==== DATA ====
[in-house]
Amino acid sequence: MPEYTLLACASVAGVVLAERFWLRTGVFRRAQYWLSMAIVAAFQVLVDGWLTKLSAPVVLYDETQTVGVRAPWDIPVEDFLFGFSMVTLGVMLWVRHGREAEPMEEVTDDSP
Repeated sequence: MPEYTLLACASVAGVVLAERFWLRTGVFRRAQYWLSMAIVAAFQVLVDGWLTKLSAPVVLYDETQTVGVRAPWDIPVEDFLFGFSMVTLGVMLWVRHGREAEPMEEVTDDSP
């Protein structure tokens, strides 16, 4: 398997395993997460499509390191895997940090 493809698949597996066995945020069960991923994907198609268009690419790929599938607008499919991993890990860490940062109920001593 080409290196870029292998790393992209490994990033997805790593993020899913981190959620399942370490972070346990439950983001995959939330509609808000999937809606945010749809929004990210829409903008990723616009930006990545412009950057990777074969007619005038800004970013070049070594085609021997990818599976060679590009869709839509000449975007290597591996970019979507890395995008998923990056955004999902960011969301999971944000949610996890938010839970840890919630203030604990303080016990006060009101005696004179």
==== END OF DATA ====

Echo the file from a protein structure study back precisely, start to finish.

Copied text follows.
[in-house]
Amino acid sequence: MPEYTLLACASVAGVVLAERFWLRTGVFRRAQYWLSMAIVAAFQVLVDGWLTKLSAPVVLYDETQTVGVRAPWDIPVEDFLFGFSMVTLGVMLWVRHGREAEPMEEVTDDSP
Repeated sequence: MPEYTLLACASVAGVVLAERFWLRTGVFRRAQYWLSMAIVAAFQVLVDGWLTKLSAPVVLYDETQTVGVRAPWDIPVEDFLFGFSMVTLGVMLWVRHGREAEPMEEVTDDSP
């Protein structure tokens, strides 16, 4: 398997395993997460499509390191895997940090 493809698949597996066995945020069960991923994907198609268009690419790929599938607008499919991993890990860490940062109920001593 080409290196870029292998790393992209490994990033997805790593993020899913981190959620399942370490972070346990439950983001995959939330509609808000999937809606945010749809929004990210829409903008990723616009930006990545412009950057990777074969007619005038800004970013070049070594085609021997990818599976060679590009869709839509000449975007290597591996970019979507890395995008998923990056955004999902960011969301999971944000949610996890938010839970840890919630203030604990303080016990006060009101005696004179």